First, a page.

15. 15. As a result of the barriers which develop, oligopolies often maintain the characteristic ofbeing dominated by several core organisations. Within the aero-engine market both of thepreventative characteristics are present. Firstly there are high costs associated within entryinto this high-technology market but in addition, this is developed further through thebranding and reputations of the current operators. The overall business environmentdemands extremely high levels for quality and safety of products and this has beenachieved through long-term investment and development. It is as a result of this that thefirms involved have been able to maintain and protect their hold upon large proportions ofthe market.Due to the nature of oligopolies, there is increased importance on each firm taking intoaccount the others which are present. The firms are mutually dependent upon one anotherbecause they are all affected and influenced by their rivals. Therefore, no firm can ignorethe actions and reactions of others within the industry (Sloman, 1998).Business EnvironmentThe overall competitive success of organisations is determined by the businessenvironment and the complex interactions within the external macro environment, theexternal industry environment, and the internal firm environment (Mellahi, Frynas andFinlay, 2005). Analysing and understanding these related areas enables organisations tounderstand the context within which a specific strategy needs to be developed andimplemented. 10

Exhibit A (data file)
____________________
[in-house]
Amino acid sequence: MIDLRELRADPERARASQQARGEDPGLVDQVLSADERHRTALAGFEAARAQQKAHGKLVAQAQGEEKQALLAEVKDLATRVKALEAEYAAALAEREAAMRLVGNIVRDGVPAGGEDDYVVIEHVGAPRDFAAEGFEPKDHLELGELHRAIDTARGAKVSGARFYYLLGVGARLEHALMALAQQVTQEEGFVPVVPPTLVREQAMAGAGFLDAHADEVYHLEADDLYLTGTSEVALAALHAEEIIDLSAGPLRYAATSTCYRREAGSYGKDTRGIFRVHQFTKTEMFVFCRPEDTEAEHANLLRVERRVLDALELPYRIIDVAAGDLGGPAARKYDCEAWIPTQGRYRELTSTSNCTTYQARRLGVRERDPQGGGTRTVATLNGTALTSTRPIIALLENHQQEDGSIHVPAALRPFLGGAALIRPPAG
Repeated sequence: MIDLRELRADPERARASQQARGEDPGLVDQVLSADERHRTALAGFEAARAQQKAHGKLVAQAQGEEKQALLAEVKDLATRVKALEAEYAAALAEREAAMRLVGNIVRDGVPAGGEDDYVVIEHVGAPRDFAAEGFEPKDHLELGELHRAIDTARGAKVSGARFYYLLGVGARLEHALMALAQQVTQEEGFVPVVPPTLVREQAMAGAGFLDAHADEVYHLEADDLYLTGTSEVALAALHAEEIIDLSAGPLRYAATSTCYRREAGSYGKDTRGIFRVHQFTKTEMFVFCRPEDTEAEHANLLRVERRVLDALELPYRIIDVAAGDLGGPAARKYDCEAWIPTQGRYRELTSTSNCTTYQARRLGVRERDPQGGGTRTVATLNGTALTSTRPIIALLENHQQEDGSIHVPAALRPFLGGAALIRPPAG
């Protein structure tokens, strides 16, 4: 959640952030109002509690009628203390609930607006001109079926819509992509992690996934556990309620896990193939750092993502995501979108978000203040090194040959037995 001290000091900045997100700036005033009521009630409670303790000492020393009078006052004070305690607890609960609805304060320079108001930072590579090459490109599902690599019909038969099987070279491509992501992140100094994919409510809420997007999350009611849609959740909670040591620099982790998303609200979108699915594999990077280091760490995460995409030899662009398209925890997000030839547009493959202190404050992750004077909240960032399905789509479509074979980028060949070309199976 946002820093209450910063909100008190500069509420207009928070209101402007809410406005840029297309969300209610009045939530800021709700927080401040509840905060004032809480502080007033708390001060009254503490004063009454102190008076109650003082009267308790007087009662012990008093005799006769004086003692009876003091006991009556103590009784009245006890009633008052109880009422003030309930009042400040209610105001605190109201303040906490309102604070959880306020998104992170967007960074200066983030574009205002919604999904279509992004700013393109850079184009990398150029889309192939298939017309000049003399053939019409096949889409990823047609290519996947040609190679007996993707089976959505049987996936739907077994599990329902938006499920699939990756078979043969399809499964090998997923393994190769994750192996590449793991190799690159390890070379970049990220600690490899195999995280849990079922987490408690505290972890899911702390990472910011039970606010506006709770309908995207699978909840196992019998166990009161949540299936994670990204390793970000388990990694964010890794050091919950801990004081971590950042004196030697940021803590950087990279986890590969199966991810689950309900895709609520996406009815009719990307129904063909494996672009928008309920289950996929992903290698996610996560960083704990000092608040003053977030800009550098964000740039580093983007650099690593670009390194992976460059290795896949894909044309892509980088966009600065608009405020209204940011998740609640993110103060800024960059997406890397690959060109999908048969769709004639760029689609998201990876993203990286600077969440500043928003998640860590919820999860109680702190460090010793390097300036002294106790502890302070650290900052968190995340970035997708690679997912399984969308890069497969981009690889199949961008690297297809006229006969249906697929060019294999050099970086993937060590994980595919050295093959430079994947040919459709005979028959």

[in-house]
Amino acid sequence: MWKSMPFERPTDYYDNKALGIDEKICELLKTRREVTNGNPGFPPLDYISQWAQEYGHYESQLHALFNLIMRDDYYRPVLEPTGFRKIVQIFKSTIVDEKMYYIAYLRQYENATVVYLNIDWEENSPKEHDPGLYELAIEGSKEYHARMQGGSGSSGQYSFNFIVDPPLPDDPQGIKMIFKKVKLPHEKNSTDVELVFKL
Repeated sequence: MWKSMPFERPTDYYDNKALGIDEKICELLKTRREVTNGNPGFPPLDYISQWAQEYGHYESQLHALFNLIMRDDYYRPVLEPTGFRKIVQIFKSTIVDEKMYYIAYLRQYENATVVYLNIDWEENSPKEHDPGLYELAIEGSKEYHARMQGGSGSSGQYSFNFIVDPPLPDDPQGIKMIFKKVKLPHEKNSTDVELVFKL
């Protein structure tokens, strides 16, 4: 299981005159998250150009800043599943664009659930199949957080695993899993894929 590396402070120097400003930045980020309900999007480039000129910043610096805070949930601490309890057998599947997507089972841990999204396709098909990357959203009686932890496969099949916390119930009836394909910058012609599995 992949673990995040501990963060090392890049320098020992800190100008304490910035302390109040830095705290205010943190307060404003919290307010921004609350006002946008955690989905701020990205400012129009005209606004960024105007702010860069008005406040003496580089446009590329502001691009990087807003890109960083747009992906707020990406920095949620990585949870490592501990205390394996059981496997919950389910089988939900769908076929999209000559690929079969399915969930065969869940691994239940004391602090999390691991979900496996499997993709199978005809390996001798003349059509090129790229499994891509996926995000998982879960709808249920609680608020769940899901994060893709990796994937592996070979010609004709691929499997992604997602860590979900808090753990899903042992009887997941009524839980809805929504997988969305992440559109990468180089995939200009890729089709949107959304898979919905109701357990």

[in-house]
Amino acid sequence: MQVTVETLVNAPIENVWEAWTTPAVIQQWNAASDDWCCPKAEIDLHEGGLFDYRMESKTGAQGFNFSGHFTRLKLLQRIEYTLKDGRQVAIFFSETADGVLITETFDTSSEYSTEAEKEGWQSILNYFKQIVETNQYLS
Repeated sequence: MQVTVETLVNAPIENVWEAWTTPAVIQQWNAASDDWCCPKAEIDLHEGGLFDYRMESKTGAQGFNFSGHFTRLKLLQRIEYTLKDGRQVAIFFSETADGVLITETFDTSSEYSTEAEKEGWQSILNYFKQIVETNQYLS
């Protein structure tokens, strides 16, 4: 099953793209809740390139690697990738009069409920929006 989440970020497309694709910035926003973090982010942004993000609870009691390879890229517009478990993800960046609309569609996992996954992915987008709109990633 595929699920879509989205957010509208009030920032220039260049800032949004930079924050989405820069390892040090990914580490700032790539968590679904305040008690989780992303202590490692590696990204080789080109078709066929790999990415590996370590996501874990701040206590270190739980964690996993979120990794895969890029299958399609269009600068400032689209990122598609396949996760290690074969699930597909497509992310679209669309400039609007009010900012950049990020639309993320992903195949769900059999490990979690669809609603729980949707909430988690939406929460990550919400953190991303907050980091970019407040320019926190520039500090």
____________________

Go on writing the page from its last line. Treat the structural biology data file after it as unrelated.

16. 16. - External Macro EnvironmentPEST AnalysisThe external macro environment consists of four criteria: political, social, economic andtechnological (PEST). These provide a company with both threats and opportunitieshowever, due to the nature of the external environment these are outside the control of anybusiness. It is important therefore, that the external environment is matched to theresources and activities that a firm undertakes otherwise failure is a strong possibility.The political category is mainly dependent upon the Government policy within a particularnation. Governments have strong influences on any business trading within its borders andunderstanding their policies and objectives is crucial. Issues such as, “tax, employmentlaws, regulations, trade restrictions, tariffs, and political stability in addition tounderstanding and assessing the availability of raw materials and supplier development”(Schildhouse, 2006) are just some of the wide ranging factors. There is a desire by allfirms to acquire knowledge in all of these important areas as it can be extremely beneficialin the long-term performance of a business.The economic category is quantitative based, which allows for a more precise analysis. Atthe core are economic growth, exchange rates, interest rates, and inflation. Understandingthe impact of these issues and keeping track of any changes, allows a firm to be preparedand make timely decisions when they are required.The social assessment is a more subjective method which looks into the populationgrowth, demographics, and social cultures. Which areas are investigated and how thisprocess is completed is dependent on the organisation. It is based largely around the 11